Nucleobase and amino acid formation through impacts of meteorites on the early ocean

Yoshihiro Furukawa, Hiromoto Nakazawa, Toshimori Sekine, Takamichi Kobayashi, Takeshi Kakegawa

Research output: Contribution to journalArticle

22 Citations (Scopus)

Abstract

The emergence of life's building blocks on the prebiotic Earth was the first crucial step for the origins of life. Extraterrestrial delivery of intact amino acids and nucleobases is the prevailing hypothesis for their availability on prebiotic Earth because of the difficulties associated with the production of these organics from terrestrial carbon and nitrogen sources under plausible prebiotic conditions. However, the variety and amounts of these intact organics delivered by meteorites would have been limited. Previous shock-recovery experiments have demonstrated that meteorite impact reactions could have generated organics on the prebiotic Earth. Here, we report on the simultaneous formation of nucleobases (cytosine and uracil) found in DNA and/or RNA, various proteinogenic amino acids (glycine, alanine, serine, aspartic acid, glutamic acid, valine, leucine, isoleucine, and proline), non-proteinogenic amino acids, and aliphatic amines in experiments simulating reactions induced by extraterrestrial objects impacting on the early oceans. To the best of our knowledge, this is the first report of the formation of nucleobases from inorganic materials by shock conditions. In these experiments, bicarbonate was used as the carbon source. Bicarbonate, which is a common dissolved carbon species in CO2-rich atmospheric conditions, was presumably the most abundant carbon species in the early oceans and in post-impact plumes. Thus, the present results expand the possibility that impact-induced reactions generated various building blocks for life on prebiotic Earth in large quantities through the use of terrestrial carbon reservoirs.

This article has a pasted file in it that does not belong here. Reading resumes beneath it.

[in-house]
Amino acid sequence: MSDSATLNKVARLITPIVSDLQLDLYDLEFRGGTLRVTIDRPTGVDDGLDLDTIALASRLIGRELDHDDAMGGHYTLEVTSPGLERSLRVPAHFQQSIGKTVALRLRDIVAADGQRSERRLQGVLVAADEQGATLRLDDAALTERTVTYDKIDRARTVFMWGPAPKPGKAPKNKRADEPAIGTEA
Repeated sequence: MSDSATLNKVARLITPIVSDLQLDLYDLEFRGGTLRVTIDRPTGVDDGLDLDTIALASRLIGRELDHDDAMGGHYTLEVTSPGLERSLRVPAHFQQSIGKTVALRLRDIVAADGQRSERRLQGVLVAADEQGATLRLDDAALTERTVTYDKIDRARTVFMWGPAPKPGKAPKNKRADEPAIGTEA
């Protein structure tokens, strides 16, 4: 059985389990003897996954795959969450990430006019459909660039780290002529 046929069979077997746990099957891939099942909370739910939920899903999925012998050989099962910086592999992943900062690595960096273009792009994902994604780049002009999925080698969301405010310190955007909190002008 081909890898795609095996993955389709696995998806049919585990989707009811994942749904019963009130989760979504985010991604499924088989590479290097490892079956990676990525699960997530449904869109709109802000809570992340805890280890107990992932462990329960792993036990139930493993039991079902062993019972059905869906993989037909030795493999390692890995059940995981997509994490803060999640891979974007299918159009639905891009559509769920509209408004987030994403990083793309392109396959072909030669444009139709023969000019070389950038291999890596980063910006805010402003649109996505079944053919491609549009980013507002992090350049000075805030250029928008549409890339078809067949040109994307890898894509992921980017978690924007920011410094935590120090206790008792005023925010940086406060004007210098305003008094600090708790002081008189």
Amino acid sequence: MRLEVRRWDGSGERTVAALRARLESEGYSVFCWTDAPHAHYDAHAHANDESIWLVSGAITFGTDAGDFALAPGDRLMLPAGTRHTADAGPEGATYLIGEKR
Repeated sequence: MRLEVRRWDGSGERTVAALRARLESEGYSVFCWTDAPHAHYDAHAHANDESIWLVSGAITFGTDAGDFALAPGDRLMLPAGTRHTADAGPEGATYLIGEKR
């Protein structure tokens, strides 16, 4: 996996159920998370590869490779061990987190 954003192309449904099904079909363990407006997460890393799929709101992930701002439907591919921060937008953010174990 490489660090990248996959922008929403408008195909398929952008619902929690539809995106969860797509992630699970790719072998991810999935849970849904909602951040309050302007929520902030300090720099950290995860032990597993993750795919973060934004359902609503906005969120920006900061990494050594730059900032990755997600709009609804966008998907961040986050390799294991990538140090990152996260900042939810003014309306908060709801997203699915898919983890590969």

Original languageEnglish
Pages (from-to)216-222
Number of pages7
JournalEarth and Planetary Science Letters
Volume429
DOIs
Publication statusPublished - 2015 Nov 1

Keywords

  • Amino acid
  • Early Earth
  • Meteorite impact
  • Nucleobase
  • Prebiotic

ASJC Scopus subject areas

  • Geophysics
  • Geochemistry and Petrology
  • Earth and Planetary Sciences (miscellaneous)
  • Space and Planetary Science

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